Scenarios with only one damage type are rare... Picture by Medic
Scenarios with only one damage type are rare… Picture by Medic

Sometimes, Geoff isn’t as good a name as it seems. Not because it’s not a good name, but because people go “WTF are you talking about?”, especially when I accidentally call a Vaccy Uber (or a Vuber or a Vaccination or whatever you want to call it) a Geofflette. Names based off an in-joke from a tiny group of people don’t always make for good names. Anyway, let’s talk about the Vaccinator.

The thing is, the Vaccinator is quite niche-y. Its Uber isn’t the most powerful thing around when it comes to pushing, as you’re generally fighting a Soldier, Spy, Sniper, Scout, Pyro, Demoman and Engineer all at once, and you can only pick one resistance at a time. But in smaller combat, 2v1 or 2v2, it’s great. That’s where the Vaccinator shines. Or does it?

Think about it. You’re a Medic with a Soldier, fighting against a stock Medic and Soldier. You’ve just met, you’re both overhealed. But already you have an advantage, as your Soldier is resisting 10% of the enemies’ damage. And so are you. Oh yeah, you also gain health when your patient takes damage. In these little situations, where it’s just you, your pocket and an enemy of a single type, the Vaccinator rules. And with that bonus resistance, it makes it just a bit harder for people to kill you, as long as you’re healing an ally. With the added bonus of the Vaccinator’s passive resistance against critical hits, including nullifying Kritzkrieg charges and pissing off Snipers, you’d wonder why everyone’s not using it.

Sounds amazing, doesn’t it? But sadly, it doesn’t work. Simply because we’re talking about Team Fortress 2 here. It’s not very often that you find yourself on your own, with a pocket, fighting people of a single damage type. Normally, you’ll be fighting a few people all at once, as Medics are often at the front of a battle. And even if you do find yourself fighting 2v1 against a single damage type, possibly a Scout or a roaming Soldier, you probably would have won anyway, since it’s 2v1.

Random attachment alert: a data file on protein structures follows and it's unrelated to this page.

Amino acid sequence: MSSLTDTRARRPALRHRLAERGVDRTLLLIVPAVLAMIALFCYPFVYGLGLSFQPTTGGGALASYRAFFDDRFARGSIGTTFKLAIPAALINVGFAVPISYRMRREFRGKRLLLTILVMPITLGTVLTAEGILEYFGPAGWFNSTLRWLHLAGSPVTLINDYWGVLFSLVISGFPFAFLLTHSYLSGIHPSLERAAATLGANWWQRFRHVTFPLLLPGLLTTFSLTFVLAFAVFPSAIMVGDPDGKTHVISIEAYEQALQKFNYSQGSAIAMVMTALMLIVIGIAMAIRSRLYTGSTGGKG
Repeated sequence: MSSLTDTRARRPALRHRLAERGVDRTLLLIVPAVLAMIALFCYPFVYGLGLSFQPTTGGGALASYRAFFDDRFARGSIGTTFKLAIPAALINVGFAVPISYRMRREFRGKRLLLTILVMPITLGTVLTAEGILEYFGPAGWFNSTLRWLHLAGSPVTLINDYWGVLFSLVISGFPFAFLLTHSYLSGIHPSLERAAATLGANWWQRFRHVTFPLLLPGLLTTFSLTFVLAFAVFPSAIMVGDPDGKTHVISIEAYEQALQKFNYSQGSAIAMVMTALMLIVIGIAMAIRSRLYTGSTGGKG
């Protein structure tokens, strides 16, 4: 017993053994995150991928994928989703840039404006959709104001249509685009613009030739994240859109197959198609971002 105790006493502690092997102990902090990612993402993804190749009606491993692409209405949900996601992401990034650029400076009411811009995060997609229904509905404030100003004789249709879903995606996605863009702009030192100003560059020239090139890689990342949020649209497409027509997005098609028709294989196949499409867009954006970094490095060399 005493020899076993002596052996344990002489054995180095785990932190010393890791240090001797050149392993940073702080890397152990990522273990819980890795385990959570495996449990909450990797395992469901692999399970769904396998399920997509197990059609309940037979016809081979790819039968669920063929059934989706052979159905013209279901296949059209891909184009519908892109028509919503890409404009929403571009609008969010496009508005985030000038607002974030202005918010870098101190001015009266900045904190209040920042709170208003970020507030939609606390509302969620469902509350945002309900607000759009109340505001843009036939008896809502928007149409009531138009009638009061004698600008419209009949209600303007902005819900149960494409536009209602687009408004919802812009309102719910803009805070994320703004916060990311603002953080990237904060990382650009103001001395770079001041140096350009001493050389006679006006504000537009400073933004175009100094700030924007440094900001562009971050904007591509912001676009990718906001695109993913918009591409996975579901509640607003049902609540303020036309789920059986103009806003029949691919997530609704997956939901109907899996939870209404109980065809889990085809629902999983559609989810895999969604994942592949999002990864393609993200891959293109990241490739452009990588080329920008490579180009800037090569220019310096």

There’s also a huge downside in the slower overheal. It’s just so slow, yet it disappears at the same speed as normal overheal. By the time you’ve finally managed to buff your team’s Demoman for his sticky jumps, your Soldiers are already crying for more and your Scouts have probably already run off. Coupled with an Uber (I think Vuber is the best name for it) that isn’t strong at all and only effective against one damage type, it drags the whole concept of the Vaccinator down.

That’s what the Vaccinator is. A great idea, not implemented correctly. Like a lot of TF2 weapons then. The problem is, on paper, it should all work! But the downsides, the slower overheal and the fact that the Uber is useless as long as you’re fighting more than one class, destroy the concept completely.

Plus, let’s face it, we’re trading invulnerability and pushing power for 75% resistance and 2v2 combat. I think we’d all rather have invulnerability, right?


Also known as Doctor Retvik Von Schreibtviel, Medic writes 50% of all the articles on the Daily SPUF. A dedicated Medic main in Team Fortress 2 and an avid speedster in Warframe, Medic has the unique skill of writing 500 words about very little in a very short space of time.

4 thoughts on “Geoff

    • October 15, 2013 at 3:29 am

      Oh, it’s just a silly name from the Medic subforum, it was a temporary name for a Medi Gun idea. I just like it so much that I named my Vaccinator after it.

  • October 15, 2013 at 5:37 pm

    I used to defend the Vaccinator, but I’ve now come to the realization that it’s just not that good. In situations where the vaccinator would be viable, I just use the quick-fix instead.


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